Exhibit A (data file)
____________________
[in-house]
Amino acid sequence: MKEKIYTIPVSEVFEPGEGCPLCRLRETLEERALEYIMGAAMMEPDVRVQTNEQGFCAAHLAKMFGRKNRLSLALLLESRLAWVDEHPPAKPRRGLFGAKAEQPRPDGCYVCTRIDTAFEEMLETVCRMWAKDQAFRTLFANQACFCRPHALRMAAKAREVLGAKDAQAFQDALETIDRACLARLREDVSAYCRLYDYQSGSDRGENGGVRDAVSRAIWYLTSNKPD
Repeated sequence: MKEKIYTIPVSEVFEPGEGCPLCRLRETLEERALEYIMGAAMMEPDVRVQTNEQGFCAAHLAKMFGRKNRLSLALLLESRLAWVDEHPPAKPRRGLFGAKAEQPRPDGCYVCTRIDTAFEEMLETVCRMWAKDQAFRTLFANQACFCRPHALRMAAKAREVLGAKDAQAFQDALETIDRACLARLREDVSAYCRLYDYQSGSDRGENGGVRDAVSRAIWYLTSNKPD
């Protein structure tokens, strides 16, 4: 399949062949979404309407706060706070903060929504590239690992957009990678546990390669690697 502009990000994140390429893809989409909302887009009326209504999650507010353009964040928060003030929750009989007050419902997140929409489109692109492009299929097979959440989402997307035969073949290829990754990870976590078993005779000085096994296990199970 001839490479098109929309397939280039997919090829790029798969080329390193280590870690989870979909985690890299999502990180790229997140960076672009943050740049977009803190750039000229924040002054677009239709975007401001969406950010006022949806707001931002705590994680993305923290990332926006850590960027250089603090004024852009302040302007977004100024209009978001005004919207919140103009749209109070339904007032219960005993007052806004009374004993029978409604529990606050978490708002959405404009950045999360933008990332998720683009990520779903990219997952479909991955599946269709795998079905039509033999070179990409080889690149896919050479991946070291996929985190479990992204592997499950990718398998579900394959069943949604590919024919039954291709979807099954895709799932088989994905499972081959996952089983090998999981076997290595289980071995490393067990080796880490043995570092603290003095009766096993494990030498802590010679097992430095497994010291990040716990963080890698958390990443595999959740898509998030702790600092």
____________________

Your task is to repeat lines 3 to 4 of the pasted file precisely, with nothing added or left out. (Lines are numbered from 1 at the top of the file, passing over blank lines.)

Repeated sequence: MKEKIYTIPVSEVFEPGEGCPLCRLRETLEERALEYIMGAAMMEPDVRVQTNEQGFCAAHLAKMFGRKNRLSLALLLESRLAWVDEHPPAKPRRGLFGAKAEQPRPDGCYVCTRIDTAFEEMLETVCRMWAKDQAFRTLFANQACFCRPHALRMAAKAREVLGAKDAQAFQDALETIDRACLARLREDVSAYCRLYDYQSGSDRGENGGVRDAVSRAIWYLTSNKPD
């Protein structure tokens, strides 16, 4: 399949062949979404309407706060706070903060929504590239690992957009990678546990390669690697 502009990000994140390429893809989409909302887009009326209504999650507010353009964040928060003030929750009989007050419902997140929409489109692109492009299929097979959440989402997307035969073949290829990754990870976590078993005779000085096994296990199970 001839490479098109929309397939280039997919090829790029798969080329390193280590870690989870979909985690890299999502990180790229997140960076672009943050740049977009803190750039000229924040002054677009239709975007401001969406950010006022949806707001931002705590994680993305923290990332926006850590960027250089603090004024852009302040302007977004100024209009978001005004919207919140103009749209109070339904007032219960005993007052806004009374004993029978409604529990606050978490708002959405404009950045999360933008990332998720683009990520779903990219997952479909991955599946269709795998079905039509033999070179990409080889690149896919050479991946070291996929985190479990992204592997499950990718398998579900394959069943949604590919024919039954291709979807099954895709799932088989994905499972081959996952089983090998999981076997290595289980071995490393067990080796880490043995570092603290003095009766096993494990030498802590010679097992430095497994010291990040716990963080890698958390990443595999959740898509998030702790600092």